Retbindin: A riboflavin Binding Protein, Is Critical for Photoreceptor Homeostasis and Survival in Models of Retinal Degeneration

Ayse M. Genc, Mustafa S. Makia, Tirthankar Sinha, Shannon M. Conley, Muayyad R. Al-Ubaidi, Muna I. Naash
2020 International Journal of Molecular Sciences  
The large number of inherited retinal disease genes (IRD), including the photopigment rhodopsin and the photoreceptor outer segment (OS) structural component peripherin 2 (PRPH2), has prompted interest in identifying common cellular mechanisms involved in degeneration. Although metabolic dysregulation has been shown to play an important role in the progression of the disease etiology, identifying a common regulator that can preserve the metabolic ecosystem is needed for future development of
more » ... roprotective treatments. Here, we investigated whether retbindin (RTBDN), a rod-specific protein with riboflavin binding capability, and a regulator of riboflavin-derived cofactors flavin mononucleotide (FMN) and flavin adenine dinucleotide (FAD), is protective to the retina in different IRD models; one carrying the P23H mutation in rhodopsin (which causes retinitis pigmentosa) and one carrying the Y141C mutation in Prph2 (which causes a blended cone-rod dystrophy). RTBDN levels are significantly upregulated in both the rhodopsin (Rho)P23H/+ and Prph2Y141C/+ retinas. Rod and cone structural and functional degeneration worsened in models lacking RTBDN. In addition, removing Rtbdn worsened other phenotypes, such as fundus flecking. Retinal flavin levels were reduced in RhoP23H/+/Rtbdn−/− and Prph2Y141C/+/Rtbdn−/− retinas. Overall, these findings suggest that RTBDN may play a protective role during retinal degenerations that occur at varying rates and due to varying disease mechanisms.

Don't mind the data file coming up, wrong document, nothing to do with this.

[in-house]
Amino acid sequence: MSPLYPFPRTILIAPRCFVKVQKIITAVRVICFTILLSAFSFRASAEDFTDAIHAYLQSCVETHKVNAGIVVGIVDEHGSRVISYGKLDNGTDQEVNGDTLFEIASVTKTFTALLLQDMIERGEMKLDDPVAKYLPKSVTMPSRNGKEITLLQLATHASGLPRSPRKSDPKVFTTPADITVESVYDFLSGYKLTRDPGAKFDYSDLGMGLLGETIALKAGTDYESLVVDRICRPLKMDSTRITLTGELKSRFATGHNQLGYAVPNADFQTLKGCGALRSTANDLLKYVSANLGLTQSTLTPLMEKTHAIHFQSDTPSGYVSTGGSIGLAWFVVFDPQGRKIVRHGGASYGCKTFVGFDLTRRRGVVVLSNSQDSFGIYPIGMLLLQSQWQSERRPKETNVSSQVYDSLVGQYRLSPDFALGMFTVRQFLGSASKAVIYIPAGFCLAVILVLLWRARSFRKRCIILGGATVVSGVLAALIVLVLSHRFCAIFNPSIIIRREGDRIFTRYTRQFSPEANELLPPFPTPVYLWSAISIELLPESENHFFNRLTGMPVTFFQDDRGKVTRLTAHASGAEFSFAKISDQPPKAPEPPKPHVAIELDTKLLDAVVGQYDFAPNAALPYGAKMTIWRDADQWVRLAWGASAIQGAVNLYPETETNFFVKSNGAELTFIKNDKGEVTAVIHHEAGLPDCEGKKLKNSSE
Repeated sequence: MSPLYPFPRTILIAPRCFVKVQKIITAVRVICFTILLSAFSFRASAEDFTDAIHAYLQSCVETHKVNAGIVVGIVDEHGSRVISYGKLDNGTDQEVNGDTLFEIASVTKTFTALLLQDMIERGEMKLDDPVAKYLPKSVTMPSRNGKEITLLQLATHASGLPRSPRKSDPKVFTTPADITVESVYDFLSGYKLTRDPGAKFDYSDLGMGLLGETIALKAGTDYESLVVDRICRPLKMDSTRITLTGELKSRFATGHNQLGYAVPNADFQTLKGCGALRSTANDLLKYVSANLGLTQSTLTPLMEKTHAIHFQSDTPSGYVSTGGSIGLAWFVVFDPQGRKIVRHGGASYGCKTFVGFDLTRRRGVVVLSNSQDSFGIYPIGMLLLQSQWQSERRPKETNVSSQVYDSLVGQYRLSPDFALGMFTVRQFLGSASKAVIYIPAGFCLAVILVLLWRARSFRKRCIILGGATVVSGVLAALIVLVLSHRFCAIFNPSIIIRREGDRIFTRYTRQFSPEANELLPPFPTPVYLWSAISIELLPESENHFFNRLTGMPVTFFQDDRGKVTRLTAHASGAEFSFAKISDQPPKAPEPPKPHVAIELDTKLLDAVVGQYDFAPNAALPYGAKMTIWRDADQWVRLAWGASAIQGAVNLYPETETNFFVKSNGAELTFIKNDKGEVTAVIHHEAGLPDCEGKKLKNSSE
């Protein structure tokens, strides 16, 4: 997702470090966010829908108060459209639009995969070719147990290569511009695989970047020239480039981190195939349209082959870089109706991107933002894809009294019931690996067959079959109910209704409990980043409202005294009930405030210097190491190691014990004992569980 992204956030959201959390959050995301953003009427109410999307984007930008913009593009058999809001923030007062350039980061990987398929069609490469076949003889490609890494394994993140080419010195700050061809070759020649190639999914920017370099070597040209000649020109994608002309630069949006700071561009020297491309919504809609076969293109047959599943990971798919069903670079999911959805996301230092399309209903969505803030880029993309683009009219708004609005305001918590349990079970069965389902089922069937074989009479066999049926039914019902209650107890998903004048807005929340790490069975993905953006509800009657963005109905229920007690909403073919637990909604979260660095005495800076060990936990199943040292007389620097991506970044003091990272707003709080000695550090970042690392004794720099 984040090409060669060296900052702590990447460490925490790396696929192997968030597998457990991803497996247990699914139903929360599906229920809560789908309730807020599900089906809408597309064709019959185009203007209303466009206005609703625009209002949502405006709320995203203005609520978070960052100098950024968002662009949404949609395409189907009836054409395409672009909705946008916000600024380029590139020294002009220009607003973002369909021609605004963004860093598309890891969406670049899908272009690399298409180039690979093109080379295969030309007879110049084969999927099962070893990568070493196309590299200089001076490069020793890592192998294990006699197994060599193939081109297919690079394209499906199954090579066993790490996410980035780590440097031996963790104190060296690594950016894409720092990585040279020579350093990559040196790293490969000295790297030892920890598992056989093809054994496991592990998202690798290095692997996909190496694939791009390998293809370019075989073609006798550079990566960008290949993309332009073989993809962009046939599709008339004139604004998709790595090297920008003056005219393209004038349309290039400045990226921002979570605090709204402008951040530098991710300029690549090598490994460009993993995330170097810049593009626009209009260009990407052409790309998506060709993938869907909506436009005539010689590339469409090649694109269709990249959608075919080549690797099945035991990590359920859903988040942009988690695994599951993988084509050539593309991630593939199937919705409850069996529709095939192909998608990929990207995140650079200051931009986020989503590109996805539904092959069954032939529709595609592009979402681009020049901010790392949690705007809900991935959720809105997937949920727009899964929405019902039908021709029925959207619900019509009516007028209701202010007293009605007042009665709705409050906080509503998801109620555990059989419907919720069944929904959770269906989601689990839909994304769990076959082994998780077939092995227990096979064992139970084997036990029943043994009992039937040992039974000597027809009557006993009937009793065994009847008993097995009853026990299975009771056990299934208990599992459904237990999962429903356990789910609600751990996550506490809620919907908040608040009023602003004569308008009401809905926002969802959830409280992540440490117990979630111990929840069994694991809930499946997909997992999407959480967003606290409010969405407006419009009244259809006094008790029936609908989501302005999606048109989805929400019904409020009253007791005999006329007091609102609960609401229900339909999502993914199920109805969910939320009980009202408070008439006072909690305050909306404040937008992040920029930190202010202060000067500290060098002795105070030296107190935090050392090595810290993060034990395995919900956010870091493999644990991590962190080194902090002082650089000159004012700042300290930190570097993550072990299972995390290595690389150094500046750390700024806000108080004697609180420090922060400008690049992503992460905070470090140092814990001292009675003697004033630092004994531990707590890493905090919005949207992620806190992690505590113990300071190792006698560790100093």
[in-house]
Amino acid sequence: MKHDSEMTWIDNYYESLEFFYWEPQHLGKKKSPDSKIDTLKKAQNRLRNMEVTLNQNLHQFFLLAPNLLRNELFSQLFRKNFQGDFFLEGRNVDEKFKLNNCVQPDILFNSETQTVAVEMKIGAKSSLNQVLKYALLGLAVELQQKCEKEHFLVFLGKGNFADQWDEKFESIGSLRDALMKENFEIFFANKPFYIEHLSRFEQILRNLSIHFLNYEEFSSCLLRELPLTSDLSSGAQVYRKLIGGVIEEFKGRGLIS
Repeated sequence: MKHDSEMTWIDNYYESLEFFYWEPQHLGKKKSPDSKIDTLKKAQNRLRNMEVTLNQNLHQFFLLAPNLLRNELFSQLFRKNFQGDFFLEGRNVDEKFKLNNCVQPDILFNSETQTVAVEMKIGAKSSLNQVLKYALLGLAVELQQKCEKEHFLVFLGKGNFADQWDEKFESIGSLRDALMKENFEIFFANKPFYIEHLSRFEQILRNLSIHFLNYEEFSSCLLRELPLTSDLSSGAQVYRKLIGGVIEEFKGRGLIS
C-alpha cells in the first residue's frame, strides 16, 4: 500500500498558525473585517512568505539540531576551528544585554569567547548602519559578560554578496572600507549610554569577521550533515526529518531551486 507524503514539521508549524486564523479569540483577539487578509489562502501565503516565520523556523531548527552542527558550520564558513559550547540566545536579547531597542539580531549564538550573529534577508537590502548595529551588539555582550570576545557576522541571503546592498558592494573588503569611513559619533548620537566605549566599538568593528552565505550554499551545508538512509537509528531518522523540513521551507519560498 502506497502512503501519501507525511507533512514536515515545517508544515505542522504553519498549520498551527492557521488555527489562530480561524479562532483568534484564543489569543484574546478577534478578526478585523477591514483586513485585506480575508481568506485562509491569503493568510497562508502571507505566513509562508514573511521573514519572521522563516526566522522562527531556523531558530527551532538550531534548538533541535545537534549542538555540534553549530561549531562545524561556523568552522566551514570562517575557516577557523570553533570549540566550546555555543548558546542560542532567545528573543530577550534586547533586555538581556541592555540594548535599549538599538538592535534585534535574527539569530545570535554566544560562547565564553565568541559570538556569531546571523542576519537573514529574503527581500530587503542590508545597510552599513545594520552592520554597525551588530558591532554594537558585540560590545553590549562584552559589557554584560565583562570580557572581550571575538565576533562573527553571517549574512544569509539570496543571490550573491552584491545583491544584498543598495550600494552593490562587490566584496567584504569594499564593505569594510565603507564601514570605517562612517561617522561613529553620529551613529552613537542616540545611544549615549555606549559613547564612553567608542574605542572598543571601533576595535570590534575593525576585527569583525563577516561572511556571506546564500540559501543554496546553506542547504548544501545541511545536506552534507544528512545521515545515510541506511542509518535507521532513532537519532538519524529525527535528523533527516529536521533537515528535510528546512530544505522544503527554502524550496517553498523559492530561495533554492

doi:10.3390/ijms21218083 pmid:33138244 fatcat:ey6ubnlxejdjvdjmkvkbdmyhmm